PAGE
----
I like to think of this as “the other side of things”.

For example,

Side 1: You’re a person who orders Uber Eats.

Side 2: Now you see the rushed drivers coming in to grab the food you hand them. You see how frustrated they get when the food isn’t done yet because they have to get it to the person who ordered it quickly. You hear their constant comments about getting good reviews.

There are many different scenarios where you are typically the customer but now, since you’re on the working end of the restaurant business you see the “other side of things”. This gets you some interesting perspectives.

Caring about More

Yes, we care about our family, friends, ourselves, and even maybe some non-living items. In some way or another, after cleaning, attending to, and in good environments, you may care about your place at some level.

If you’re that kind of person, you may subconsciously feel as if there are parts of your place at work that you care about.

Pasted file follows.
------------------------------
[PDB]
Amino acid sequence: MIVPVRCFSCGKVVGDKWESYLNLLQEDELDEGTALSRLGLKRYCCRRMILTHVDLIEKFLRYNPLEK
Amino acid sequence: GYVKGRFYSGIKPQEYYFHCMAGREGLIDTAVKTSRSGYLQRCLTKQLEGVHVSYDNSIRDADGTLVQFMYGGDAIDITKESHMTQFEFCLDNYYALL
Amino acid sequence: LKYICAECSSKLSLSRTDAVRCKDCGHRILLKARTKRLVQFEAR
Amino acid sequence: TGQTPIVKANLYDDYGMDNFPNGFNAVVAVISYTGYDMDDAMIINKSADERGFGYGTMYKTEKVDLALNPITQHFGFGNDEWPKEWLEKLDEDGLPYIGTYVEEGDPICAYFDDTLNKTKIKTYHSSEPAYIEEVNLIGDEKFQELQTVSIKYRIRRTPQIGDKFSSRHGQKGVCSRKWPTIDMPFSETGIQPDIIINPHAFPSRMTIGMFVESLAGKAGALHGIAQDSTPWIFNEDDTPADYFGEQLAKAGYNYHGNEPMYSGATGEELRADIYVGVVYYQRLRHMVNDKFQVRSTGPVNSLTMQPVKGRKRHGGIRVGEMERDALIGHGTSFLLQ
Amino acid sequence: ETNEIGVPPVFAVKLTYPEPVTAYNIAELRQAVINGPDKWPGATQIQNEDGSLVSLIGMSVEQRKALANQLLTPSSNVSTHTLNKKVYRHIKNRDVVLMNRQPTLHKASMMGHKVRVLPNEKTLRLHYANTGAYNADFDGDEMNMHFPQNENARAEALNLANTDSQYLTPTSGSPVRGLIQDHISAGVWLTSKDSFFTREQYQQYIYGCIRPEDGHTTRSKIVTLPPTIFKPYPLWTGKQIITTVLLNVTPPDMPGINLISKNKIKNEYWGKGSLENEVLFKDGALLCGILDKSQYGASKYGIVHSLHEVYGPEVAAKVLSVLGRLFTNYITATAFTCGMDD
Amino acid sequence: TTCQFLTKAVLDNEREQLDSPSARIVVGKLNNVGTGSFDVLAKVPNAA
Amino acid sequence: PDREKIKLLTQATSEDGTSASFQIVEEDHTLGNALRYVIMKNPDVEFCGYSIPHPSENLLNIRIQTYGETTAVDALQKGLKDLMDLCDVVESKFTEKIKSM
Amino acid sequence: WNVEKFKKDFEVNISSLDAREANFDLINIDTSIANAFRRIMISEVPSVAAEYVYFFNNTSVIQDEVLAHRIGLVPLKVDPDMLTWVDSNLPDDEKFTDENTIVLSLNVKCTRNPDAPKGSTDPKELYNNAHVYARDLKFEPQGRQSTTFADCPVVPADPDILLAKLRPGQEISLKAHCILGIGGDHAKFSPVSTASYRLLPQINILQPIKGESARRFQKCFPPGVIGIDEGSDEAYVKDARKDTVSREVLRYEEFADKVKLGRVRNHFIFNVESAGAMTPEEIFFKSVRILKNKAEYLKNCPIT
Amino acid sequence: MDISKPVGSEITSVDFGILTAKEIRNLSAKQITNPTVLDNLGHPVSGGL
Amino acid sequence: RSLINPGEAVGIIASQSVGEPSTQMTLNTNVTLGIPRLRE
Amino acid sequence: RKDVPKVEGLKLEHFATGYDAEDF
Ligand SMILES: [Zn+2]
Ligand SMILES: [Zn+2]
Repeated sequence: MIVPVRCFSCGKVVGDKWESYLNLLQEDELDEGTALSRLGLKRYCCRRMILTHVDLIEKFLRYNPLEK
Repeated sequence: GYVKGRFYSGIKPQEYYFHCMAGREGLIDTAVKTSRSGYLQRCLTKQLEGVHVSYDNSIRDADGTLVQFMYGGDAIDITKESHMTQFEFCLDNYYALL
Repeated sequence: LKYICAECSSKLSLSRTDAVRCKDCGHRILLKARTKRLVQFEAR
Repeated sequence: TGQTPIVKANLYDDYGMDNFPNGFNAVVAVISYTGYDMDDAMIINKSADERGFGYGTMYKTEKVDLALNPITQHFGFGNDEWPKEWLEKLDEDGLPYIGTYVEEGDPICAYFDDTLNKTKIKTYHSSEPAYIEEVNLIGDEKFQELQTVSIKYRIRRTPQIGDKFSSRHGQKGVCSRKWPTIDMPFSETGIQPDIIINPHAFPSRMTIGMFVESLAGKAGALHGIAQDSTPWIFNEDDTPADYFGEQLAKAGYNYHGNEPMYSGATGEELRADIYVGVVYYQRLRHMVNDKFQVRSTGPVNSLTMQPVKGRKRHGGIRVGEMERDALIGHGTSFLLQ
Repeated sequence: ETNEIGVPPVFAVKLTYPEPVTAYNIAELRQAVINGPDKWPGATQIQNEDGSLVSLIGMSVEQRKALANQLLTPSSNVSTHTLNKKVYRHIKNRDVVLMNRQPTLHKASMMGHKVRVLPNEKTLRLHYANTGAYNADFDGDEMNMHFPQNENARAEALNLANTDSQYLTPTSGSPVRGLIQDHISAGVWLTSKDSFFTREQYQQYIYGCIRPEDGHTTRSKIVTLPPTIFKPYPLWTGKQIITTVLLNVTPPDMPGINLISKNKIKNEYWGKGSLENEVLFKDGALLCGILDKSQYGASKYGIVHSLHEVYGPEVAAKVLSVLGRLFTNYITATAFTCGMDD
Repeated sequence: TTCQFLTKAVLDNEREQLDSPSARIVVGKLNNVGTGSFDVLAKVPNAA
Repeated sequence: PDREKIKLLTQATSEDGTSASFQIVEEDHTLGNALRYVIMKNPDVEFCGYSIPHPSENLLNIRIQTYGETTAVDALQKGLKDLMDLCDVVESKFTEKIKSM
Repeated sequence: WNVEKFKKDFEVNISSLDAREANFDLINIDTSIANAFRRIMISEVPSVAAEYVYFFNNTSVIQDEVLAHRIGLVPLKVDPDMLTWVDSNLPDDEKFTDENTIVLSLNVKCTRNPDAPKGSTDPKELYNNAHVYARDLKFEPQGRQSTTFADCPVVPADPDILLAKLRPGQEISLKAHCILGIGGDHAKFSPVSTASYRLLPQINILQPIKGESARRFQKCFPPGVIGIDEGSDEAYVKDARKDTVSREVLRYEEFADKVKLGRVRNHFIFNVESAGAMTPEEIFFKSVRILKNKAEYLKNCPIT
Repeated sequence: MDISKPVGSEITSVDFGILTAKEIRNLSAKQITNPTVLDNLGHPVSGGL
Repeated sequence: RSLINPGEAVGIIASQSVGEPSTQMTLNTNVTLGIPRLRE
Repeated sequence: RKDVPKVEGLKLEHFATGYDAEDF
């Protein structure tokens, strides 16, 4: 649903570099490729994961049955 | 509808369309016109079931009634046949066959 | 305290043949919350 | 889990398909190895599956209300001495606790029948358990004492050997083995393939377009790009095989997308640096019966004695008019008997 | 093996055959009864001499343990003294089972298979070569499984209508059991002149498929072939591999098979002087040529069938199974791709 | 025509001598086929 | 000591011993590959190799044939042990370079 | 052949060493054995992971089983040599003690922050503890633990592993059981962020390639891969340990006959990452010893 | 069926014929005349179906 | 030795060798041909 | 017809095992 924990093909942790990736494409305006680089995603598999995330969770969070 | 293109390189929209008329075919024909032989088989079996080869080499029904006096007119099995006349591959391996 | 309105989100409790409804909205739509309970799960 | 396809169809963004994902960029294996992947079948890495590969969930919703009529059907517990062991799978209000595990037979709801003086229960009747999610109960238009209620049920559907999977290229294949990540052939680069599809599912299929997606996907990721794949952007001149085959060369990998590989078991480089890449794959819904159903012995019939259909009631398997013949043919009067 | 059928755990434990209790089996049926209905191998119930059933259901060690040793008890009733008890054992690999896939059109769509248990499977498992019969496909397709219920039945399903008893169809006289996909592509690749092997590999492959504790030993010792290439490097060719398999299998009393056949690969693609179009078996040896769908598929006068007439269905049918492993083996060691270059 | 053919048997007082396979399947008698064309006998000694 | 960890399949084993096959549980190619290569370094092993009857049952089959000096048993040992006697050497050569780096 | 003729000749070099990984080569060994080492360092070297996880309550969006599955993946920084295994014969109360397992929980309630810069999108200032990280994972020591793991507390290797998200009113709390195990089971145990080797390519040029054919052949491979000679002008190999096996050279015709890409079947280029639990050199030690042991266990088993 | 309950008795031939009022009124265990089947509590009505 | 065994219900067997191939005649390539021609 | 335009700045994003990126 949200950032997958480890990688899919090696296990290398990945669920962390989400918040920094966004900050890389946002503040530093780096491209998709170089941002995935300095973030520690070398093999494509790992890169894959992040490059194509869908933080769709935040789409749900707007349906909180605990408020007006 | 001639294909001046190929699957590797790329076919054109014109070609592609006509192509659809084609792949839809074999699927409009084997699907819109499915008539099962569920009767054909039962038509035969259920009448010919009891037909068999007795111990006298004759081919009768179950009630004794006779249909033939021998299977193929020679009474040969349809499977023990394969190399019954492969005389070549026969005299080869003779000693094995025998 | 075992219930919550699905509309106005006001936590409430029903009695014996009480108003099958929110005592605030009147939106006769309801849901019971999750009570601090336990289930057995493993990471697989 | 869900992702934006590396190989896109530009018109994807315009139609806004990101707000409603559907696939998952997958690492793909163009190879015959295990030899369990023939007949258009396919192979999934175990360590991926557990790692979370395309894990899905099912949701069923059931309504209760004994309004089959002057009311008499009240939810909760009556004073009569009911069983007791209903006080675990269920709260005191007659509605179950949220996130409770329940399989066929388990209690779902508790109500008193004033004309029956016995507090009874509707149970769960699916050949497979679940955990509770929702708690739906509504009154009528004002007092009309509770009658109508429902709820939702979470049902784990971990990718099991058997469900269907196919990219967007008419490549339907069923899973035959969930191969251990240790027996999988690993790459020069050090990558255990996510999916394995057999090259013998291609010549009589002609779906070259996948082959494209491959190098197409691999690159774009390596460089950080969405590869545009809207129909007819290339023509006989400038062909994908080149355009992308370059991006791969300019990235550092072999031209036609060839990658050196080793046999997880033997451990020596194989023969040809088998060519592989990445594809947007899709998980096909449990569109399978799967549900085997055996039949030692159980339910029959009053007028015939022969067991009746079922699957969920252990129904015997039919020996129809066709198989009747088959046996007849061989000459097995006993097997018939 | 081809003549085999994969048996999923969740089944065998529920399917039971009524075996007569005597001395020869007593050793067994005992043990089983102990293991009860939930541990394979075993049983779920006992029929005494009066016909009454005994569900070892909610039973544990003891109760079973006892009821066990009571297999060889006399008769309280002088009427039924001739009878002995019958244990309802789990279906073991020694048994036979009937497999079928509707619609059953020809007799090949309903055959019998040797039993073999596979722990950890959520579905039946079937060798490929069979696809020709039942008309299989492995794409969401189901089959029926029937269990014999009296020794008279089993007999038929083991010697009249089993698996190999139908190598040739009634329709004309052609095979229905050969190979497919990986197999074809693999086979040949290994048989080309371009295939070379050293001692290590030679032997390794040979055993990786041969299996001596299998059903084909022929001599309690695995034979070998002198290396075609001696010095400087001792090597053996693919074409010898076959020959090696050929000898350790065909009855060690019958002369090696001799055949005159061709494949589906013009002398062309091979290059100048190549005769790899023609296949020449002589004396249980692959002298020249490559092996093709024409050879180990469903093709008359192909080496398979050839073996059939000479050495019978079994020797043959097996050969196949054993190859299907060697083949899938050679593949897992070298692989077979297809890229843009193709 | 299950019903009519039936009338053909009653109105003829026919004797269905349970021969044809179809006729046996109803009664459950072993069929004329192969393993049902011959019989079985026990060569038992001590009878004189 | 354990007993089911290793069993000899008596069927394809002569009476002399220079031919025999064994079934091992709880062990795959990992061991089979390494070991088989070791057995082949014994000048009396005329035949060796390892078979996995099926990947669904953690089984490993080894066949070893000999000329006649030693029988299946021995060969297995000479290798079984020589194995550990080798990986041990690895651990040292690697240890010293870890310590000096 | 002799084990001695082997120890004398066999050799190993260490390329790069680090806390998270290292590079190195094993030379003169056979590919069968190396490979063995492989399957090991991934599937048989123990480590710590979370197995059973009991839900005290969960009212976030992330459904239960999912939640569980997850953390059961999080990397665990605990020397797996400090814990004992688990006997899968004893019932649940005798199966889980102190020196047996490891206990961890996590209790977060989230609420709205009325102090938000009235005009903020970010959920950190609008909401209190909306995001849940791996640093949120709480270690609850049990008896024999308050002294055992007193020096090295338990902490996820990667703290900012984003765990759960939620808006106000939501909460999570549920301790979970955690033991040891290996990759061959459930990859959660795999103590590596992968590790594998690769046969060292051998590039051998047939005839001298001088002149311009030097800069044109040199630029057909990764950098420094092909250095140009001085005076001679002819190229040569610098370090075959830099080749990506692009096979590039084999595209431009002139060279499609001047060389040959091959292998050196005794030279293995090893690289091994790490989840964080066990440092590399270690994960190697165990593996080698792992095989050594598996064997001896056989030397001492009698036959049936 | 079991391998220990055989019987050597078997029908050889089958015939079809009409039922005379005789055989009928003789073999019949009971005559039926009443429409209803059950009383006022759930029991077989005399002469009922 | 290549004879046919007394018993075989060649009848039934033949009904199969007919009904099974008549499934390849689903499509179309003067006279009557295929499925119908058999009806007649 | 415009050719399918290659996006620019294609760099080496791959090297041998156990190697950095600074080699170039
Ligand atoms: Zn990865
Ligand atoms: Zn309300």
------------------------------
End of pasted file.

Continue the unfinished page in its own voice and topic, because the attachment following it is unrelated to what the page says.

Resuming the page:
When you close, you’re cleaning something other than your house or belongings. When you attend to customers, you’re attending to the public image the place you work at displays. If you make food, you’re making it for the people who are paying at the place you work. Yes, the money indirectly goes to you.

You may be caring about something other than yourself – the company, the company’s food you put out, customers – without thinking too much about it.

All in all, you may realize some things you end up doing where you would probably still have your job if you didn’t. 


I’ve learned that “no one follows the rules” also applies to the professional world until there’s a problem. 

For example, only once there is a complaint about hair in the food is it time to put hair nets on.

And then there are things where no one follows the rules, like keeping jewelry off or short nails.

Even when working with a vulnerable item such as food, not all the rules are applied. And that’s just how life is anyway.